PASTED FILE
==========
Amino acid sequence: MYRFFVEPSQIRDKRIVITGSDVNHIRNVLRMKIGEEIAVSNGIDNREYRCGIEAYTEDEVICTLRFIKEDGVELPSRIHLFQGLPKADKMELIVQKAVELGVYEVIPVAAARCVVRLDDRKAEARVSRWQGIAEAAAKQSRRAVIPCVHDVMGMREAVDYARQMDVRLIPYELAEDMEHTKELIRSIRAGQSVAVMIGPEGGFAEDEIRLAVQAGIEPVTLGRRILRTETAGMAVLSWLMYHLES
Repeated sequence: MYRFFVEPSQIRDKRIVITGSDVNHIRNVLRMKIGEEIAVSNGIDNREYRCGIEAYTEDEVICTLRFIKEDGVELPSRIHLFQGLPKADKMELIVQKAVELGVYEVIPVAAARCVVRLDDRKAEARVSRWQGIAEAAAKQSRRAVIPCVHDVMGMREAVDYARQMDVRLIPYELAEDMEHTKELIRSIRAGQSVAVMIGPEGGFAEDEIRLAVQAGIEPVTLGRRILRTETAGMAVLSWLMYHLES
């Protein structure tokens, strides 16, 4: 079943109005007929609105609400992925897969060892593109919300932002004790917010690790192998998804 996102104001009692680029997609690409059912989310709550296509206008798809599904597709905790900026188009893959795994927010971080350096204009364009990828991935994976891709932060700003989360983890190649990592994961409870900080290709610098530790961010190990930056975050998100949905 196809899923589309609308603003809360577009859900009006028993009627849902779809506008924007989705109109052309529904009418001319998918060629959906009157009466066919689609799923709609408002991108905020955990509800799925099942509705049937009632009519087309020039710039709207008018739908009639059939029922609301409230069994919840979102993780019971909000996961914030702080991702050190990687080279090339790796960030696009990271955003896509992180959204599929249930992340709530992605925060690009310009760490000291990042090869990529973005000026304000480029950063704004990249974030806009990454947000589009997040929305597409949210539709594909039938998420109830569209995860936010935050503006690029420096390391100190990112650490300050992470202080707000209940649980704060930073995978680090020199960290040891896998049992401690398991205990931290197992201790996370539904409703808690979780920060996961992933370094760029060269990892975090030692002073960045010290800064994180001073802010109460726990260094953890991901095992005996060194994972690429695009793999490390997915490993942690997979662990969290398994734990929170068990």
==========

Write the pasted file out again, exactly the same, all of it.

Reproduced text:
Amino acid sequence: MYRFFVEPSQIRDKRIVITGSDVNHIRNVLRMKIGEEIAVSNGIDNREYRCGIEAYTEDEVICTLRFIKEDGVELPSRIHLFQGLPKADKMELIVQKAVELGVYEVIPVAAARCVVRLDDRKAEARVSRWQGIAEAAAKQSRRAVIPCVHDVMGMREAVDYARQMDVRLIPYELAEDMEHTKELIRSIRAGQSVAVMIGPEGGFAEDEIRLAVQAGIEPVTLGRRILRTETAGMAVLSWLMYHLES
Repeated sequence: MYRFFVEPSQIRDKRIVITGSDVNHIRNVLRMKIGEEIAVSNGIDNREYRCGIEAYTEDEVICTLRFIKEDGVELPSRIHLFQGLPKADKMELIVQKAVELGVYEVIPVAAARCVVRLDDRKAEARVSRWQGIAEAAAKQSRRAVIPCVHDVMGMREAVDYARQMDVRLIPYELAEDMEHTKELIRSIRAGQSVAVMIGPEGGFAEDEIRLAVQAGIEPVTLGRRILRTETAGMAVLSWLMYHLES
């Protein structure tokens, strides 16, 4: 079943109005007929609105609400992925897969060892593109919300932002004790917010690790192998998804 996102104001009692680029997609690409059912989310709550296509206008798809599904597709905790900026188009893959795994927010971080350096204009364009990828991935994976891709932060700003989360983890190649990592994961409870900080290709610098530790961010190990930056975050998100949905 196809899923589309609308603003809360577009859900009006028993009627849902779809506008924007989705109109052309529904009418001319998918060629959906009157009466066919689609799923709609408002991108905020955990509800799925099942509705049937009632009519087309020039710039709207008018739908009639059939029922609301409230069994919840979102993780019971909000996961914030702080991702050190990687080279090339790796960030696009990271955003896509992180959204599929249930992340709530992605925060690009310009760490000291990042090869990529973005000026304000480029950063704004990249974030806009990454947000589009997040929305597409949210539709594909039938998420109830569209995860936010935050503006690029420096390391100190990112650490300050992470202080707000209940649980704060930073995978680090020199960290040891896998049992401690398991205990931290197992201790996370539904409703808690979780920060996961992933370094760029060269990892975090030692002073960045010290800064994180001073802010109460726990260094953890991901095992005996060194994972690429695009793999490390997915490993942690997979662990969290398994734990929170068990």